In June 2016, the Seoul Southern District Court ruled in favor of 97 former fixed-term contract employees of a broadcasting company who had been converted to indefinite-term employees. The employees had filed the lawsuit against the company to demand the same employment benefits, such as a housing allowance, that were available to regular indefinite-term employees who had not started on fixed-terms and been converted.

The plaintiffs had initially been hired by the company as fixed-term employees, and their contracts were extended to indefinite-term contracts. That, in essence, provides them with the same employment security enjoyed by other indefinite-term employees who were not initially on fixed-terms. However, as between the former fixed-term employees and the other indefinite-term employees, there were some discrepancies in terms of benefits and remuneration, including a housing allowance offered only to the latter group.

Article 8(1) of the Protection of Fixed-Term and Short-Term Employees Act prohibits unjustified discrimination against fixed-term employees, but this statute does not expressly cover providing inferior terms to employees who have converted from fixed-term to indefinite-term. As such, the parties' arguments focused extensively on whether their converted, former fixed-term status falls within "social status," which is listed in Article 6 of Labor Standards Act as an impermissible ground for discrimination.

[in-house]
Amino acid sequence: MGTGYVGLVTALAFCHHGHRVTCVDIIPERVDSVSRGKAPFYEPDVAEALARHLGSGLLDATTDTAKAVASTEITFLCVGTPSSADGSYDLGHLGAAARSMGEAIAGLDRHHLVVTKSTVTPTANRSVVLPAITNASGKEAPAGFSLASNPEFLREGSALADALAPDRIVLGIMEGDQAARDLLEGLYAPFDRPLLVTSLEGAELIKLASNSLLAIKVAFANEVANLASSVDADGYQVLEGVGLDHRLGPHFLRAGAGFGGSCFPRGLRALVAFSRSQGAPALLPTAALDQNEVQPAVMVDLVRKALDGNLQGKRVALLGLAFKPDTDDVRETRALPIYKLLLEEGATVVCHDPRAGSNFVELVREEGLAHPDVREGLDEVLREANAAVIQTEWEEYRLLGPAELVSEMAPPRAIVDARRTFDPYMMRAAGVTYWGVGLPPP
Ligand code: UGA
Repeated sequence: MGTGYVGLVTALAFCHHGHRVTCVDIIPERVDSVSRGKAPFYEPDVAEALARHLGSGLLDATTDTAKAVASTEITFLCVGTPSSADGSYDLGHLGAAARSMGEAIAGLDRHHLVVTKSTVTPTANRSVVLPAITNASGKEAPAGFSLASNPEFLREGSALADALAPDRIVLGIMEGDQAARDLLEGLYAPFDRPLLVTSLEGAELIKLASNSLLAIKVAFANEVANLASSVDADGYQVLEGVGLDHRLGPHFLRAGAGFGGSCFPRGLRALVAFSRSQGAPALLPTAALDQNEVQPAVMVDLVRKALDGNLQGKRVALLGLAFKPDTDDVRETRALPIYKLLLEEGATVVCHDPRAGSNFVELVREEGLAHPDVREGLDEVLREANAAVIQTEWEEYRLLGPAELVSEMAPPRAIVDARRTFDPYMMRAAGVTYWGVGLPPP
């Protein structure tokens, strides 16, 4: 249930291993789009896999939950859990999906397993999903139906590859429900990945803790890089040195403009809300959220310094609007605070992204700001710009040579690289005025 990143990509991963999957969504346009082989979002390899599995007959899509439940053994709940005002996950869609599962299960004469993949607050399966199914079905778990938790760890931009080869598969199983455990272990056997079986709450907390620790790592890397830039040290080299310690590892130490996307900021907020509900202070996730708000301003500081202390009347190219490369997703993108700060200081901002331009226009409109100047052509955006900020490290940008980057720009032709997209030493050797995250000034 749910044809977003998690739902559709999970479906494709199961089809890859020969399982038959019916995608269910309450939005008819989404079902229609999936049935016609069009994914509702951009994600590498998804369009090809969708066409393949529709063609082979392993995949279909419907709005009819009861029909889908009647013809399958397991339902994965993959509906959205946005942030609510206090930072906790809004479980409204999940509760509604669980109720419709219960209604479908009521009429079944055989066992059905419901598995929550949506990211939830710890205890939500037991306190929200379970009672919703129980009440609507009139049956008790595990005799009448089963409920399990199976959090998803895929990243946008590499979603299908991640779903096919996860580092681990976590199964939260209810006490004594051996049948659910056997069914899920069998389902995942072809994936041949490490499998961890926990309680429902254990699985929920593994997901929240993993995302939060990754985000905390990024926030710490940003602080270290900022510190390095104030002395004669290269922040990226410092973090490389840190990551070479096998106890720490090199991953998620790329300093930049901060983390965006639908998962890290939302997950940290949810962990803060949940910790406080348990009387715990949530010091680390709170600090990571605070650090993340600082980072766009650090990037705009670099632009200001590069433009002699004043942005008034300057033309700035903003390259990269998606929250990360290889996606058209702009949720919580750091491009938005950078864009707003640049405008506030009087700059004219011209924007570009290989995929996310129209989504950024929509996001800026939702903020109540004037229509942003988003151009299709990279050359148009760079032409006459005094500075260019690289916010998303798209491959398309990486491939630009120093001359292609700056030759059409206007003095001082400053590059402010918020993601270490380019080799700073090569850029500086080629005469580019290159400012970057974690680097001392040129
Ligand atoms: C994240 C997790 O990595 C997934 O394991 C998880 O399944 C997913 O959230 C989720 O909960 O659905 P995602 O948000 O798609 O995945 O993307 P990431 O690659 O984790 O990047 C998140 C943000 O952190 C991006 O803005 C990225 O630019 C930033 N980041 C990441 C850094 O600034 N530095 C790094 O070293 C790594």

The Seoul Southern District Court held that it did, and ruled against the company. The court reasoned:

There is no difference, in terms of the type, scope, volume, and difficulty of work, between the plaintiffs and the regular [indefinite-term] employees, while the hiring process, and the possibility of being made the head of department or being promoted are different. The part of the employment agreement between the plaintiffs and the company depriving them of benefits such as the housing allowance, is in violation of Article 6 of Labor Standards Act and thus invalid.

If this decision is upheld on appeal, indefinite-term workers who have been converted from fixed-term contracts with restrictions on their available benefits will be able to demand equal treatment with other indefinite-term employees

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